Will greater uncertainty caused by the forthcoming general election have a detrimental effect on hiring levels or will the Prime Minister’s strong leadership give hirers fresh impetus?
After David Cameron announced the referendum 14 months ago, the permanent jobs market stagnated. The uncertainty of the implications of a possible Brexit vote meant our clients were unsure of what lay ahead for their business operations, growth and hiring plans.
That said, as soon as the result was made public on June 24 th 2016 it all changed. The phones were ringing with force again – across both temp and perm desks. What was interesting was that the uncertainty of the implications of Brexit on business were unchanged. The only difference was the assurance of knowing the result.
And now, more political uncertainty – or is it? I’d argue that we’re presented with a different set of circumstances this time around; it seems highly likely that conservatives will get back into power, quite possibly with a larger majority. And because the business world prefers the comfort that a government with a larger majority can provide, I’d be surprised if businesses react negatively.
There’s no doubt that Prime Minister May is displaying strong leadership, and her calling for this “snap election” is a bold move. These are the broader implications as I see them:
More respect from Europe
The fact she is seen to be reviewing the implications of her Brexit negotiations so far ahead will gain her further respect from her European peers before she’s even begun.
A stronger negotiating hand
If she wins, she’ll justifiably be in a better position while safe in the knowledge that she’ll still be PM until 2021, two years post-Brexit.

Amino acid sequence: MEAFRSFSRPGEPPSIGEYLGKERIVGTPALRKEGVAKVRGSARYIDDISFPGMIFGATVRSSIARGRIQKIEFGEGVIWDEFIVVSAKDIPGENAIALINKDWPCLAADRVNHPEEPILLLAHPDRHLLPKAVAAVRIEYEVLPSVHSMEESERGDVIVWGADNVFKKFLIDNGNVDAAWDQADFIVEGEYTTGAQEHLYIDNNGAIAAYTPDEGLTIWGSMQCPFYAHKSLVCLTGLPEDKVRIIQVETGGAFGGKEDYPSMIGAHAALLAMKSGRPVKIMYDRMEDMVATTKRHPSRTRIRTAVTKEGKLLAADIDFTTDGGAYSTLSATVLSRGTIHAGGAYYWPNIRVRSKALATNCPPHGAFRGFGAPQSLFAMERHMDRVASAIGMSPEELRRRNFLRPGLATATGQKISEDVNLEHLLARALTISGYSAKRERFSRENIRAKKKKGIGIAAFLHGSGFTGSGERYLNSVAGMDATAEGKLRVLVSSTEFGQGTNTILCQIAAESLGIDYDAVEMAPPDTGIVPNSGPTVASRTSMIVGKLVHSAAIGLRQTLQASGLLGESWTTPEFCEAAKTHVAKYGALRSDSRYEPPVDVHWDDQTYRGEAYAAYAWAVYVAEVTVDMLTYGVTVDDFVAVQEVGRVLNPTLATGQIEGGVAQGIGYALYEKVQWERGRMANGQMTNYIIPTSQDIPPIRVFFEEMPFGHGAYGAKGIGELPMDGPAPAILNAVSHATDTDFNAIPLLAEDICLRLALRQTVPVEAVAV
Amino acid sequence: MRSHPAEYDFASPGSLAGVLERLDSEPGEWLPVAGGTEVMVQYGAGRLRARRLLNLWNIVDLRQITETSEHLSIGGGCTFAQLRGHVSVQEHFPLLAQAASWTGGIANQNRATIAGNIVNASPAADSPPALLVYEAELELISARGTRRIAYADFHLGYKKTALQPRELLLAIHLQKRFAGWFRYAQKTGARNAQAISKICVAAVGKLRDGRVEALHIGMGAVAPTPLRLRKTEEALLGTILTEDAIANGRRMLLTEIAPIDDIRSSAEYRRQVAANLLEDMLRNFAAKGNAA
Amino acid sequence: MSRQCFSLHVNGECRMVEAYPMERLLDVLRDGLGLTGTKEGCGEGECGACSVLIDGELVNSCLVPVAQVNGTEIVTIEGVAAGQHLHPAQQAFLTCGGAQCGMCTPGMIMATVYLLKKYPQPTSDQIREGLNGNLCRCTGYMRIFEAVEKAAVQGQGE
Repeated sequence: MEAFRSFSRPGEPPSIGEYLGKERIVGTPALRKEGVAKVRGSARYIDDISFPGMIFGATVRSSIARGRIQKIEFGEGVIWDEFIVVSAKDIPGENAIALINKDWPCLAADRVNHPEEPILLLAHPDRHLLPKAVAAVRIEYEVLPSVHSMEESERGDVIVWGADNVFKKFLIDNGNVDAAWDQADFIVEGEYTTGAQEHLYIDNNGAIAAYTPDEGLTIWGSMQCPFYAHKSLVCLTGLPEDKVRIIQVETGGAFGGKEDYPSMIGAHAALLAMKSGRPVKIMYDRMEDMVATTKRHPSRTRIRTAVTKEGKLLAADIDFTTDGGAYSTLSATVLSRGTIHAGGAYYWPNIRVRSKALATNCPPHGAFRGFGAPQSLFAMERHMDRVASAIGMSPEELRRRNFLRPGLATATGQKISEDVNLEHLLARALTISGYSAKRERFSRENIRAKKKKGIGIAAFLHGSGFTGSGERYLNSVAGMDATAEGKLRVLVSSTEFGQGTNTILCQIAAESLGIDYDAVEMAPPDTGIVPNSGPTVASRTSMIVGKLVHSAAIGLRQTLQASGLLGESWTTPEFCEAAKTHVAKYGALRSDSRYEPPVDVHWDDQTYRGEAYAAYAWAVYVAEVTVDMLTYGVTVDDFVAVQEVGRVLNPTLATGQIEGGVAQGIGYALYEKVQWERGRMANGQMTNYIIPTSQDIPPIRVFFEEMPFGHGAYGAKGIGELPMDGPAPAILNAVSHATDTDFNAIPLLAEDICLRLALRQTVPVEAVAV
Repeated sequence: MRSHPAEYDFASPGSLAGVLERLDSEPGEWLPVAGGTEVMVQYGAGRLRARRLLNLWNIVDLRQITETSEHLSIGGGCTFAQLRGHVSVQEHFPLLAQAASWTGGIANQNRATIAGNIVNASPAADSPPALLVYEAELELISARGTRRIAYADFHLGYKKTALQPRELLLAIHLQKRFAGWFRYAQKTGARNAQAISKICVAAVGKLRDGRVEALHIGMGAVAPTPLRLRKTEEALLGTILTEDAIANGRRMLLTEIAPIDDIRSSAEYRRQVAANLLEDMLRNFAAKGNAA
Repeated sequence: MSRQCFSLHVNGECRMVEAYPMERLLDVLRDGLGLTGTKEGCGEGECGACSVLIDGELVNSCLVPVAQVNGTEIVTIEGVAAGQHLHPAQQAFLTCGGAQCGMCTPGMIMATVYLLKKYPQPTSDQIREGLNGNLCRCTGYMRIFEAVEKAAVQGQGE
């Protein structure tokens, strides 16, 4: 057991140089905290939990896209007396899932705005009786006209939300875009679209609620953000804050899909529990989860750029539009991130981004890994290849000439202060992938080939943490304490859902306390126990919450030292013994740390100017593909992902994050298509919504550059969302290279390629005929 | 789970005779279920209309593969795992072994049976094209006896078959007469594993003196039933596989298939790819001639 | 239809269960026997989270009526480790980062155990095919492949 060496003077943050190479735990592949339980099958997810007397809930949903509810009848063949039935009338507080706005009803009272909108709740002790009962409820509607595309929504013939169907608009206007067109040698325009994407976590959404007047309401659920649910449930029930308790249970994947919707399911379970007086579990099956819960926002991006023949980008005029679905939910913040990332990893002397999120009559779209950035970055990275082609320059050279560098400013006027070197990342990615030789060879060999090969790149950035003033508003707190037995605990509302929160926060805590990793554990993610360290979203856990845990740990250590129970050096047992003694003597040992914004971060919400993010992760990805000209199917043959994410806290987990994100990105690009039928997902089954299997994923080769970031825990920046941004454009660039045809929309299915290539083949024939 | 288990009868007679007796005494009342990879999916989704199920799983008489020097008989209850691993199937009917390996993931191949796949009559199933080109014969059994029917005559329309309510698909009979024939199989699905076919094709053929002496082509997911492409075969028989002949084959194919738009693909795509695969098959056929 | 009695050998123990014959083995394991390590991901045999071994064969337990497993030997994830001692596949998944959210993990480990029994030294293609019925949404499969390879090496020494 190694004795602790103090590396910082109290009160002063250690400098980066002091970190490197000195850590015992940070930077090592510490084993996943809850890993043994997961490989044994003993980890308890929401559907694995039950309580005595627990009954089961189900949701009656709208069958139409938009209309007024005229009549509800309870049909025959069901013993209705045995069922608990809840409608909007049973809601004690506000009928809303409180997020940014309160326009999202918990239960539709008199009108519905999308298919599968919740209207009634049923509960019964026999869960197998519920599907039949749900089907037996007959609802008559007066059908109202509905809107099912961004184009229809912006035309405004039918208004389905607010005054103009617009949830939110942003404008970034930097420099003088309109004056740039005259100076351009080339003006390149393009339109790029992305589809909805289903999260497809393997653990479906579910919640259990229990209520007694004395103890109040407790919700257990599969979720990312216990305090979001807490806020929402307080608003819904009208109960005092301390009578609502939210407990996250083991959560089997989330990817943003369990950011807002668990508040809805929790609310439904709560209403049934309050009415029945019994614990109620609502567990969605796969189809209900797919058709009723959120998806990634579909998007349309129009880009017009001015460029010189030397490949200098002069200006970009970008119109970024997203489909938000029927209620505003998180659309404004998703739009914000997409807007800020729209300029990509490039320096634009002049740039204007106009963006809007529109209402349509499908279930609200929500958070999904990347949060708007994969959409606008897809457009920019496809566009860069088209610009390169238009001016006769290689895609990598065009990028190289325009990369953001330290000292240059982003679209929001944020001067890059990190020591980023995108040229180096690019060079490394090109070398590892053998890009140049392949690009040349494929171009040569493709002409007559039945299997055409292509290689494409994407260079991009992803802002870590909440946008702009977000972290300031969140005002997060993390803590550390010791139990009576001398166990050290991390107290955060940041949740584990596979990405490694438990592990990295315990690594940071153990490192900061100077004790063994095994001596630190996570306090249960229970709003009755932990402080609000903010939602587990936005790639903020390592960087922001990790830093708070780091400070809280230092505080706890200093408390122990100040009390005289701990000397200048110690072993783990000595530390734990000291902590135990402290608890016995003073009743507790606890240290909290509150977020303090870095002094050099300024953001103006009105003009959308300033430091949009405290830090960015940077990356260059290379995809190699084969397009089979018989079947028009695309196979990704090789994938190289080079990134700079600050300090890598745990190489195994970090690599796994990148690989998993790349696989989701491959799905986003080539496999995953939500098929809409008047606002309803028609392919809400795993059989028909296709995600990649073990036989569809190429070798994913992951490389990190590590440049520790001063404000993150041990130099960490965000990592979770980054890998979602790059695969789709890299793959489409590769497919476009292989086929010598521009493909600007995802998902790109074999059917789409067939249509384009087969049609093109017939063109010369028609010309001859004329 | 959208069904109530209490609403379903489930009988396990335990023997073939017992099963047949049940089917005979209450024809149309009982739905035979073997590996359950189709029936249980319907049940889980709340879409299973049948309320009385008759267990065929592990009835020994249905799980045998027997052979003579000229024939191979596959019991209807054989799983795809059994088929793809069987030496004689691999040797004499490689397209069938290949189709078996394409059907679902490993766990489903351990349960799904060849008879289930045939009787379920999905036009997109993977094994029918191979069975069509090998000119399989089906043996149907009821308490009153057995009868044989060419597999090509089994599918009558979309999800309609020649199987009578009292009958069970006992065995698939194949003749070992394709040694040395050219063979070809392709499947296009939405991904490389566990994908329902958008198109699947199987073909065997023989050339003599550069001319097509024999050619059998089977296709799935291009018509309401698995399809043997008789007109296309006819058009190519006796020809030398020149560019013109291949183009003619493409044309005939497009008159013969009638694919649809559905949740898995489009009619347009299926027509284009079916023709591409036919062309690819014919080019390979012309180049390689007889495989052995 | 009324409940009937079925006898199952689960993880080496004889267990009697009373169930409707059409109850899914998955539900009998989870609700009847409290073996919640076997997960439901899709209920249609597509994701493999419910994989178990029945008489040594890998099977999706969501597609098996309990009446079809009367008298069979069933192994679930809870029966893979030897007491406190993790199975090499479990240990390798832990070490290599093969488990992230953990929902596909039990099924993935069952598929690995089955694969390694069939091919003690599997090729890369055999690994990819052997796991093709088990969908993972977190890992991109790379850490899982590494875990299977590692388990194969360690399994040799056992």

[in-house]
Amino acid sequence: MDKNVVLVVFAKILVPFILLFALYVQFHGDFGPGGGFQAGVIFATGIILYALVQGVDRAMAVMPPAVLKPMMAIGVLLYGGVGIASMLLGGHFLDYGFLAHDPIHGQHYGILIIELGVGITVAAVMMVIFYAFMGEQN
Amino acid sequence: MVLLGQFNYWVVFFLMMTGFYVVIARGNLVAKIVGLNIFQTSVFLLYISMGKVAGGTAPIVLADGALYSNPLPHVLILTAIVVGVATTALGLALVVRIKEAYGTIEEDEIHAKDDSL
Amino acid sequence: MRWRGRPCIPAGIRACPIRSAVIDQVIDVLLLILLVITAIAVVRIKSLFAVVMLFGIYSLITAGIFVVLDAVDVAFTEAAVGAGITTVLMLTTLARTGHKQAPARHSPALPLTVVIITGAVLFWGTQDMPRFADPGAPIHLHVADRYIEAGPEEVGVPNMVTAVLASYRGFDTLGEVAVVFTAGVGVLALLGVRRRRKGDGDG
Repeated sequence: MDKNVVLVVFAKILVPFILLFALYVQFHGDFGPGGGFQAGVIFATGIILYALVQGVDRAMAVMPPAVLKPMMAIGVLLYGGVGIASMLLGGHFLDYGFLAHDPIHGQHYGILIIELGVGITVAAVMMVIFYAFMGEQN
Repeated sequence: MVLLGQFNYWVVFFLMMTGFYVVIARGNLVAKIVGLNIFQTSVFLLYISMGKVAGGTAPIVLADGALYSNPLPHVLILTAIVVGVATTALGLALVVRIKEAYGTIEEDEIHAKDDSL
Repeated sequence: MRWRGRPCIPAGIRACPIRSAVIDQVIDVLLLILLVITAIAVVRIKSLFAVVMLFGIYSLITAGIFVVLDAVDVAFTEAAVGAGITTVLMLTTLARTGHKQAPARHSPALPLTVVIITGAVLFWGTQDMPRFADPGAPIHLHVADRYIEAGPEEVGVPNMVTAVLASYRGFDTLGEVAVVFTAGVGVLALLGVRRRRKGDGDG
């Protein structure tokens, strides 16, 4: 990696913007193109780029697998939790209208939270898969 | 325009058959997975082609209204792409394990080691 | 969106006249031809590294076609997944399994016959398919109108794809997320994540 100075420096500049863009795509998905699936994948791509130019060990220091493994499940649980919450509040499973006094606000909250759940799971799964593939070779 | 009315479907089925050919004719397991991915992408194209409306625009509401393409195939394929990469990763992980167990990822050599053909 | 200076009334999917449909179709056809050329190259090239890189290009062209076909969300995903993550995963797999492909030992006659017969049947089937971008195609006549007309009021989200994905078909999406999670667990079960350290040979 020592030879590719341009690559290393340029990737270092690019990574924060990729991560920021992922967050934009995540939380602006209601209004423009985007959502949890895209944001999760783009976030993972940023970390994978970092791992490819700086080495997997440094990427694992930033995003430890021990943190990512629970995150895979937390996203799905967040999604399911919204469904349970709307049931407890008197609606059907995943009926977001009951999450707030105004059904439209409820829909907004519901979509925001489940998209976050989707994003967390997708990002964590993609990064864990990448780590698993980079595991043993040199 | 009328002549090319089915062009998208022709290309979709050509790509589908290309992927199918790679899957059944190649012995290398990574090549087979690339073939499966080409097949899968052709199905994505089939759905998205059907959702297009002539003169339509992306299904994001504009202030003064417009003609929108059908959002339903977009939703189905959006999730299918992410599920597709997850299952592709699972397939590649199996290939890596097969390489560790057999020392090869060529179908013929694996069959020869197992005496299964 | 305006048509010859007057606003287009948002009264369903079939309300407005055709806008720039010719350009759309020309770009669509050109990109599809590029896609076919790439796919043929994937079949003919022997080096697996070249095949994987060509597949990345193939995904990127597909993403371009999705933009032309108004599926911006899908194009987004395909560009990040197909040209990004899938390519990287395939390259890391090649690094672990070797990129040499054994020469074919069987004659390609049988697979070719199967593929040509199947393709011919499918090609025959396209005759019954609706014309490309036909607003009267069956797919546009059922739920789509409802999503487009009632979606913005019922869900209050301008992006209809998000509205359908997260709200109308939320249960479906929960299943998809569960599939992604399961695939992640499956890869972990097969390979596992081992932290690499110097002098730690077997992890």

A cleaner Brexit
The current government will be implementing changes with Brexit in mind, without the risk of a new government coming in immediately afterwards.
Less anarchy in the ranks
The effects of anarchic forces will be felt less than they otherwise would have if the government wins a strong majority.
While pessimists might argue that the impending election will bring increased caution when it comes to hiring, the reality is that all indicators point to a positive result for the conservatives. It also reinforces Prime Minister May’s position as a strong leader. All this leads to greater confidence amongst businesses, demonstrated by the pound strengthening immediately after the announcement.
In addition, we’re seeing politics have a far lesser effect on business decision-making than ever before. After all, if businesses are to succeed, they must furrow their own paths and show proactivity. Those waiting on market forces to make decisions may well risk losing market share.
In short, I foresee the announcement to have little influence in hiring volumes or strategy. If anything, it’s a positive for the short-term and could result in even greater recruitment market stability in the medium-term.
About the author: David Morel is the CEO/Founder of Tiger Recruitment, one of London’s leading secretarial/administrative recruitment agencies. David founded Tiger in 2001 and has written extensively in the press and wider media advising both employers and job seekers on best recruitment practice.